Four Heads Work Better then One by Monica Martinez

Starting out the week we began developing our design proposal and as a group looked into every aspect that a design proposal is supposed to have. We split up the technical background into the preferences of each individual, and what they felt they would best be able to contribute into the group. I, for example, can be extremely passionate when it comes into knowing and researching the bio medical aspect of my design. Though trying to find neonatal regulations and the average  size for a woman’s nipple was not a task that I was able to accomplish, I did manage to find the infant mechanics of sucking. An article named The ‘Anatomy’ of Infant Sucking by Michael W. Woolridge  gave me a lot of insight regarding the process breast feeding, and the sycle that a baby has to follow in order to swallow the milk from the breast tissue. Using the information of the wave of compression followed by the child’s tongue elevation against the soft palate, we can find a way to mimic this motion in order to remove the amount of milk necessary from the breast.

Woolridge, M. W. (n.d.). Complete 'suck' cycle [Image]. Retrieved from       http://ftp.health-e-learning.com/articles/anatomy_of_latch.pdf
Woolridge, M. W. (n.d.). Complete ‘suck’ cycle [Image]. Retrieved from
http://ftp.health-e-learning.com/articles/anatomy_of_latch.pdf
The rest of my group researched more of the materials that we were thinking of using for the breast pump. When thinking about these we became conflicted because the materials were directly correlated into how the design was going to potentially look like. Before the brainstorming of designs began we needed to make sure we were potentially satisfying the customer’s needs and thus ended up looking back at our customer interviews and grouping the complaints into an idea that showed a common need when looking for a breast pump. Afterwards we ranked the needs from importance from one to eight.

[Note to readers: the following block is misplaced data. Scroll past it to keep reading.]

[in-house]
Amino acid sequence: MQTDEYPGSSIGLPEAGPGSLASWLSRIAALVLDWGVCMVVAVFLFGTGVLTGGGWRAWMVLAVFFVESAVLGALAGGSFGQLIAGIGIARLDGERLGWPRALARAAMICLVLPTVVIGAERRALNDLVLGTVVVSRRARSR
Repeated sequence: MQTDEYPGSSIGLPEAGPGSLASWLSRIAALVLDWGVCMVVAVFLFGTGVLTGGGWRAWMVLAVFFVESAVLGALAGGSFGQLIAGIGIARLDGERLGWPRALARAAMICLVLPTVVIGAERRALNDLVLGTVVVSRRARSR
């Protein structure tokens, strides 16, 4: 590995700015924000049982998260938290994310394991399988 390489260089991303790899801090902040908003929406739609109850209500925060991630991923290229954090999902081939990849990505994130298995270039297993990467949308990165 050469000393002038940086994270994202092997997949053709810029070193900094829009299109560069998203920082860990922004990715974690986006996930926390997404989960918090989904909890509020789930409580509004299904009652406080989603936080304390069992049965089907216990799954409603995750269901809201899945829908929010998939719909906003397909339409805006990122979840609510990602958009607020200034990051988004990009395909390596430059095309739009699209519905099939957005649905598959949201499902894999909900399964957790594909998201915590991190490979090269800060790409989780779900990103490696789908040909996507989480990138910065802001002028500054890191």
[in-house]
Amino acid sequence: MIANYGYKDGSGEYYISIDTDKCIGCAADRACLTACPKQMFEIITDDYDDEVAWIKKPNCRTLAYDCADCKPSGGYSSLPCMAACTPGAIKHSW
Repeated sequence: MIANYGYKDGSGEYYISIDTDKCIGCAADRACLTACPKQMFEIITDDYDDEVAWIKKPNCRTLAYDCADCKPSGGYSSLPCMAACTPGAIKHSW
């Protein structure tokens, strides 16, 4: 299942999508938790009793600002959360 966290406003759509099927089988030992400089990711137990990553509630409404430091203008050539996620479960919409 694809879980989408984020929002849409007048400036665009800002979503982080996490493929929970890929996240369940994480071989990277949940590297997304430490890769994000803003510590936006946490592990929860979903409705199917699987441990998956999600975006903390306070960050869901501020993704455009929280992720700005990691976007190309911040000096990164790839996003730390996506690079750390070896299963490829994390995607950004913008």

When deciding which aspects we had to give first priority too there was some dissatisfaction from different members of the group. We all had different opinions regarding what we thought the breast pump had to accomplish.  I, being the group’s leader, did not want to side with anybody for the fear of having other’s be upset. I felt like a priority was for the group to realize the difference between necessities that a breast pump should be able to accomplish, and luxuries that would be nice to incorporate but are not required for the function of the breast pump. With that in mind we finally came into a consensus that having the breast pump mimic the baby’s suction rates should be our first priority, following milk storage, hands free and comfortability. This list will be added into the Design Objective of our design proposal, due to these priorities being the objectives that our design will follow.

Original Image by Monica Martinez
Original Image by Monica Martinez

Now that we had our priority list well organizes and everyone agreed, there was research done in the materials necessary for such design. These were included in the number two section of the technical background. Moving along as a group I feel that conflicting opinions is good to have because it means that our group members are passionate for what they are doing and thus are paying close attention into the elements necessary to make an excellent breast pump. With the last of this research we begin the design development overview of our design proposal.

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